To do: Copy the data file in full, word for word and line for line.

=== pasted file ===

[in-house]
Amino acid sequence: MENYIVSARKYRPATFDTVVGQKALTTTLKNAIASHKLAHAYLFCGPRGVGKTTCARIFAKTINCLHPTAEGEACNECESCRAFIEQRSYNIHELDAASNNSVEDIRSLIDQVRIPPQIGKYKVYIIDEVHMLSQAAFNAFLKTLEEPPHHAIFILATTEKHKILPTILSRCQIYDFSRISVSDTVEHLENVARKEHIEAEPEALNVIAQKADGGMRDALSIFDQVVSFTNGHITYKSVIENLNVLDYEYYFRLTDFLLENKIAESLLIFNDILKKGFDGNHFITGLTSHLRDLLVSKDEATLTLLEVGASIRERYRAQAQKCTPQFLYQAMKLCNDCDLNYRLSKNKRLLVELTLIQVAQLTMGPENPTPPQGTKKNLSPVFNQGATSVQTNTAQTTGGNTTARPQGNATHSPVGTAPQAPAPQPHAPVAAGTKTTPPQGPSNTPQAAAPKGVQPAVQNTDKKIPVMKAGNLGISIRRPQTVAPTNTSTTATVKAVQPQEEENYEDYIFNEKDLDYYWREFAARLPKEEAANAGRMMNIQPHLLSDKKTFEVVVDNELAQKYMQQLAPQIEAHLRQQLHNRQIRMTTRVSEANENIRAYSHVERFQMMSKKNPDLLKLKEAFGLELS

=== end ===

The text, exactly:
[in-house]
Amino acid sequence: MENYIVSARKYRPATFDTVVGQKALTTTLKNAIASHKLAHAYLFCGPRGVGKTTCARIFAKTINCLHPTAEGEACNECESCRAFIEQRSYNIHELDAASNNSVEDIRSLIDQVRIPPQIGKYKVYIIDEVHMLSQAAFNAFLKTLEEPPHHAIFILATTEKHKILPTILSRCQIYDFSRISVSDTVEHLENVARKEHIEAEPEALNVIAQKADGGMRDALSIFDQVVSFTNGHITYKSVIENLNVLDYEYYFRLTDFLLENKIAESLLIFNDILKKGFDGNHFITGLTSHLRDLLVSKDEATLTLLEVGASIRERYRAQAQKCTPQFLYQAMKLCNDCDLNYRLSKNKRLLVELTLIQVAQLTMGPENPTPPQGTKKNLSPVFNQGATSVQTNTAQTTGGNTTARPQGNATHSPVGTAPQAPAPQPHAPVAAGTKTTPPQGPSNTPQAAAPKGVQPAVQNTDKKIPVMKAGNLGISIRRPQTVAPTNTSTTATVKAVQPQEEENYEDYIFNEKDLDYYWREFAARLPKEEAANAGRMMNIQPHLLSDKKTFEVVVDNELAQKYMQQLAPQIEAHLRQQLHNRQIRMTTRVSEANENIRAYSHVERFQMMSKKNPDLLKLKEAFGLELS